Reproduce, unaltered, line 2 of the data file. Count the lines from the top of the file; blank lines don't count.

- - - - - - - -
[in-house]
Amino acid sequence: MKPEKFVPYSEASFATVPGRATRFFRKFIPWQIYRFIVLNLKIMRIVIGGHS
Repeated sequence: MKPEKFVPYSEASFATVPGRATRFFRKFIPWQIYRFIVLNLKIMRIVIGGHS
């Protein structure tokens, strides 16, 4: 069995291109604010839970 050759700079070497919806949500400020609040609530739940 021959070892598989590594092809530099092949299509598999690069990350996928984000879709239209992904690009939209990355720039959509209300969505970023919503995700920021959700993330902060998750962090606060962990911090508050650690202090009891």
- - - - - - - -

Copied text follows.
Amino acid sequence: MKPEKFVPYSEASFATVPGRATRFFRKFIPWQIYRFIVLNLKIMRIVIGGHS